Updated: Aug 13, 2020
American singer-songwriter, Kat Saul, is back with a bang with her intoxicating new single 'Monsters'.
The 22-year-old singer has always thrived in music and in 'Monsters' we see Kat dive deep into her own paradox of confronting fears of the unknown within life. Speaking about the single, the artist said: "'Monsters' is about mental health and coming of age. I actually came up with the line “What’s been under my bed just moved into my head; I got monsters” in April of 2019." Fast forward to now and the alt-pop artist has bought us a single where we can cry, dance and headbang to it.
With hopping onto the music scene last year with the release of her debut EP '...From Unit 408' to working with industry heavyweights such as John Rausch and Evren Göknar; Kat Saul still has one hell of a future ahead of her.
Luckily Vibez Music was able to ask a couple of questions about her latest single 'Monsters', moving from Nashville to Los Angeles and what's on her bucket list.
First of all, how excited are you for everyone to hear your latest single 'Monsters'?
VERY. It’s long overdue.
What is the meaning behind your latest single, and how did the process go of creating it?
“Monsters” is about mental health and coming of age. I actually came up with the line “What’s been under my bed just moved into my head; I got monsters” in April of 2019. Every time I sat down to write it, I just felt empty. I think I hadn’t fully confronted my issues, so it was hard to find the right words.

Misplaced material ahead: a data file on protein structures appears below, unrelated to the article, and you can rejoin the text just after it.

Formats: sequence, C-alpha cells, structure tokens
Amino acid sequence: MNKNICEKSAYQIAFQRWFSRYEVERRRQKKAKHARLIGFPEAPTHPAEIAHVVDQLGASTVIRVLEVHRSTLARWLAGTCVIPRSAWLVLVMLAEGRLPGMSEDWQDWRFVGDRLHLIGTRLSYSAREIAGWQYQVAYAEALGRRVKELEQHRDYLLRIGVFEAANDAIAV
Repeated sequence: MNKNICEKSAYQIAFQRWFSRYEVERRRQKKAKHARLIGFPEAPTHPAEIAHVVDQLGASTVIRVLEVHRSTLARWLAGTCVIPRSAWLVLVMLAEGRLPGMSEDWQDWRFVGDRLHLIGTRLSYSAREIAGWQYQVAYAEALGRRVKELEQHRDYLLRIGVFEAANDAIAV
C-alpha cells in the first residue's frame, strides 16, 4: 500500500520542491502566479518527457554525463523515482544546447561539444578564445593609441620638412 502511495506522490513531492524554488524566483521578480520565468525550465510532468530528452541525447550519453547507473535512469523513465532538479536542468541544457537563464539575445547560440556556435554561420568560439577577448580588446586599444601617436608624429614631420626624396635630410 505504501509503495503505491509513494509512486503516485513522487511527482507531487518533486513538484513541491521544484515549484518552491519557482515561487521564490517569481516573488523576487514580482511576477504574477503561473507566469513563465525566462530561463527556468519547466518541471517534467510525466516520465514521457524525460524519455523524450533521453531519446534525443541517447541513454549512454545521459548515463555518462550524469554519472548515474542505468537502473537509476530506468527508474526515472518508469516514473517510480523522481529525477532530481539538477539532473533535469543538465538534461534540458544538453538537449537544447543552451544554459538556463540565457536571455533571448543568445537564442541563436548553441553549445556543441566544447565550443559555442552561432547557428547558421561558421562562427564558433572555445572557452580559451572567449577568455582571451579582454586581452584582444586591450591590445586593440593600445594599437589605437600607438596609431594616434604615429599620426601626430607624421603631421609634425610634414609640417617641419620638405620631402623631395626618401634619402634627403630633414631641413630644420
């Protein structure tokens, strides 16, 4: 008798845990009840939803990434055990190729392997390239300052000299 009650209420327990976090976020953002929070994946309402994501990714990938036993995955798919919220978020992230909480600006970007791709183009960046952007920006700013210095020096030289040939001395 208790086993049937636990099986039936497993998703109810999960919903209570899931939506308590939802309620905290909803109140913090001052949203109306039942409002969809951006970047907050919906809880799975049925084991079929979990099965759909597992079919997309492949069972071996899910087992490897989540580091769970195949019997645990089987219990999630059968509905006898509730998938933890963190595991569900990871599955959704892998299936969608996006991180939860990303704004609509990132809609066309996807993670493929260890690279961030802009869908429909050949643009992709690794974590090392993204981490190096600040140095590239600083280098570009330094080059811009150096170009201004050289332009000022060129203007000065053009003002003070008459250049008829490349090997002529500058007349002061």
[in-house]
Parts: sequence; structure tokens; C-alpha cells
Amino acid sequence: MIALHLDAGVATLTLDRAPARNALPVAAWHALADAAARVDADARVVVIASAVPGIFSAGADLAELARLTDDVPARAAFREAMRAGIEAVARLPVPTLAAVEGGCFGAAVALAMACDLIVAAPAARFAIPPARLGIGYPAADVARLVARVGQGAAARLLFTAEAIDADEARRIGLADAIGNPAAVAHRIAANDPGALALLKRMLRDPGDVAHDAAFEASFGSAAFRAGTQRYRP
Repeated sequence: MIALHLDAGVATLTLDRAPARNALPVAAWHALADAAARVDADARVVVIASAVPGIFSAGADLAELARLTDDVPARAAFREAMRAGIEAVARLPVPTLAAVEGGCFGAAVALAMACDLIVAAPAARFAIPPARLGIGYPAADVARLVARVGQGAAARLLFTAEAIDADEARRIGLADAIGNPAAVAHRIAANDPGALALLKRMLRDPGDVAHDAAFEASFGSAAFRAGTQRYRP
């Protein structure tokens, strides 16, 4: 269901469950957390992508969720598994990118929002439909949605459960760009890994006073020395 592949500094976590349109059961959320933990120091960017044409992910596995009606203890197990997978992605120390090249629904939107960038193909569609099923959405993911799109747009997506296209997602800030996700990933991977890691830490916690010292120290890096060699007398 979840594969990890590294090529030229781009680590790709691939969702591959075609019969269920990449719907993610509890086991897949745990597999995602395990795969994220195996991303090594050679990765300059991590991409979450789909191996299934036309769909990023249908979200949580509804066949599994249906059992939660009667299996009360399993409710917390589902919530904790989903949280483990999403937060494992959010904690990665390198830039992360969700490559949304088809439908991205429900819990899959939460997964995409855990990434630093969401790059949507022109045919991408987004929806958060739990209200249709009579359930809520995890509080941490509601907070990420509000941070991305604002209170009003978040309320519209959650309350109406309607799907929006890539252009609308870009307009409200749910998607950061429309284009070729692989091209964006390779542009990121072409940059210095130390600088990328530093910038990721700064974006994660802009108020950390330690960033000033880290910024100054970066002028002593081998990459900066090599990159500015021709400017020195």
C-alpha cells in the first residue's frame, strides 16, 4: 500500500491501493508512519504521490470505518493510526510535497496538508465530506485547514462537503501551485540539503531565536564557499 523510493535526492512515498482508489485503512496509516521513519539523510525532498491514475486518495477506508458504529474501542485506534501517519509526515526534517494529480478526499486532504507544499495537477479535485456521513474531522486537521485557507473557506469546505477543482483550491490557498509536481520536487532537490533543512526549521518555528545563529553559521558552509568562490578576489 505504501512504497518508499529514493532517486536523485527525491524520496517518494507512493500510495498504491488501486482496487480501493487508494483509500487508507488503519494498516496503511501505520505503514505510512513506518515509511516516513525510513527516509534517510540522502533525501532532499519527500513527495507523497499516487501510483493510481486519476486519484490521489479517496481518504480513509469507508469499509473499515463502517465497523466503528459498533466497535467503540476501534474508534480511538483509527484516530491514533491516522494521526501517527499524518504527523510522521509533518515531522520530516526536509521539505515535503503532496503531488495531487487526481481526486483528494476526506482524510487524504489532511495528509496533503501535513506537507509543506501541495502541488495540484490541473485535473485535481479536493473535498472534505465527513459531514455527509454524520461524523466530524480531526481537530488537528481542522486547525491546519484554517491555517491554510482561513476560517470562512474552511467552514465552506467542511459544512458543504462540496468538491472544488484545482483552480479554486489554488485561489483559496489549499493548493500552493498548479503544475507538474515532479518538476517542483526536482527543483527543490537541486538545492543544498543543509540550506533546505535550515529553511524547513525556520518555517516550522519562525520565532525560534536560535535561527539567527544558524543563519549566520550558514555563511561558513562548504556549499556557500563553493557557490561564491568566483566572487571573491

Fast forward to March 2020, I’ve just moved to LA, I’m a bit lonely and isolated, and the city is expected to shut down due to COVID. At this point, I’ve been officially diagnosed with anxiety/depression and am in intensive therapy as well. Those lyrics I had written down (almost a year ago at that point) felt more genuine than it ever had. When I went into the room with both the Alex’s (Alex Koste and Alex Venegas), it was so easy to let that concept out finally. We were all immediately on the same page. Even though our fears didn’t look the same, we connected over what was going on in the world and wanting to turn back time. It flowed super easily. The vocals on the record are the demo vocals we recorded in Alex K’s closet that day. I finished out the production with my homie Max Weinik and it was mixed by JJ Corirossi a couple of months later.
Pandemic aside, growing up was pretty crazy. I hope people can timelessly connect to this, despite when it was written.
This is your first single, since 'I Love to Hate You', did you want to release music beforehand or do you feel like you were waiting for the right time?
I actually had a split with my management, in late February, and I had been planning for a March EP. At first glance, that seems like a bad thing, but it’s been awesome. I felt like I had the autonomy to really go in and redo the project- making it exactly what I wanted and not what other voices were telling me was “good”.